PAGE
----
Placental Blood

Immunology, Transplantation, and Gene Therapy
  • Anne F. Eder
  • Leslie E. Silberstein
Part of the Contemporary Immunology book series (CONTIM)


Placental blood is an alternative to bone marrow for hematopoietic transplantation, and repositories of cryopreserved placental blood will be a valuable adjunct to bone marrow donor registries (1–4). Although thousands have benefitted from bone marrow transplantation since its introduction 25 year ago, only one third of patients requiring this treatment have an HLA-genotypically matched sibling (5). For those remaining, the probability of finding an HLA-identical unrelated match in a database of more than 2.6 million volunteers registered with the National Marrow Donor Program is influenced by race. The registry identifies HLA-A, -B, and -DR identical matches for approx 70% of Caucasian patients, but only for approx 34% of African American patients (6). This discrepancy is because of under representation of African Americans in the registry and increased HLA heterogeneity among African Americans compared to Caucasians. Unfortunately, even if an appropriate match is identified, some donors in the registry refuse or are medically unable to undergo the donation procedure, which requires hospitalization and anesthesia. Finally, the three to six months required to obtain bone marrow through the registry (NBMDR, personal communication) is problematic for some acutely ill patients with advancing disease or ensuing secondary complications.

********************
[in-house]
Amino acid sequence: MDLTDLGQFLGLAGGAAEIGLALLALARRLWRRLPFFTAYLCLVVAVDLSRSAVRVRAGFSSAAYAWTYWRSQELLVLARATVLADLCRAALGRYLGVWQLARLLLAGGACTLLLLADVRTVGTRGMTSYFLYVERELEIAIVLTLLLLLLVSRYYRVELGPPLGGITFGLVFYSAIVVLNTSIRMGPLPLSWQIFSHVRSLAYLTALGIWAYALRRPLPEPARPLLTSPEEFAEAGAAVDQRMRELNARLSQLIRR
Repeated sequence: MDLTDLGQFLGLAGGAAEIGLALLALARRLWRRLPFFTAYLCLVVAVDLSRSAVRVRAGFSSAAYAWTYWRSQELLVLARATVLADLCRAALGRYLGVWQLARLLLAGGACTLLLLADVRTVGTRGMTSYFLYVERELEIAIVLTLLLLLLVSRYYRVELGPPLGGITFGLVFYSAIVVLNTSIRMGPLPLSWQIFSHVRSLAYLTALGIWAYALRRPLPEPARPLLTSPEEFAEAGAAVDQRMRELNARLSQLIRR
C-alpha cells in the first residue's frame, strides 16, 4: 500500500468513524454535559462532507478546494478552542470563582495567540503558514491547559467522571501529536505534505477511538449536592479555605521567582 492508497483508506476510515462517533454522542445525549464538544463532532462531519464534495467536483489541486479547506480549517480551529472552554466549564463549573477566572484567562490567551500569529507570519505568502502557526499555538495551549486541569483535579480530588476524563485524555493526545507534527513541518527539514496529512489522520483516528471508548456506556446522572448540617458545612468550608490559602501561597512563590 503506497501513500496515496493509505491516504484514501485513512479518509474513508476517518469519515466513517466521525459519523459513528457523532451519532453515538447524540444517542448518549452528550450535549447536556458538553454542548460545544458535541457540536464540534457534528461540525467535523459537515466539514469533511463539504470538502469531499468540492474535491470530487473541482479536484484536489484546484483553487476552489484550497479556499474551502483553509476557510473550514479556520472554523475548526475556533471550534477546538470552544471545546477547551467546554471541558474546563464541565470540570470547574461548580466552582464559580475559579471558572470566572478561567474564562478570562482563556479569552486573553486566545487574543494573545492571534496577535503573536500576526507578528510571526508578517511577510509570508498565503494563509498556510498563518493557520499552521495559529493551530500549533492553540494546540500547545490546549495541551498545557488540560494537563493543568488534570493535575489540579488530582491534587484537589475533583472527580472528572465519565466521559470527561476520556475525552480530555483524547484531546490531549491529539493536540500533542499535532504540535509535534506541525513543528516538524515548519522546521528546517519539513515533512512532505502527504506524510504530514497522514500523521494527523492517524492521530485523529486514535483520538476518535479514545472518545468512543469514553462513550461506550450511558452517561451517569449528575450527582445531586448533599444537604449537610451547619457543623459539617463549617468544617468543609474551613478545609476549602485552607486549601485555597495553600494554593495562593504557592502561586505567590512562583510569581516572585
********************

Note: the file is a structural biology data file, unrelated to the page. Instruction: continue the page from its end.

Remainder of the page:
Cord Blood Umbilical Cord Blood Unrelated Donor Hematopoietic Progenitor Cell Human Umbilical Cord Blood 
These keywords were added by machine and not by the authors. This process is experimental and the keywords may be updated as the learning algorithm improves.


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Copyright information

© Springer Science+Business Media New York 1998

Authors and Affiliations

  • Anne F. Eder
  • Leslie E. Silberstein

There are no affiliations available

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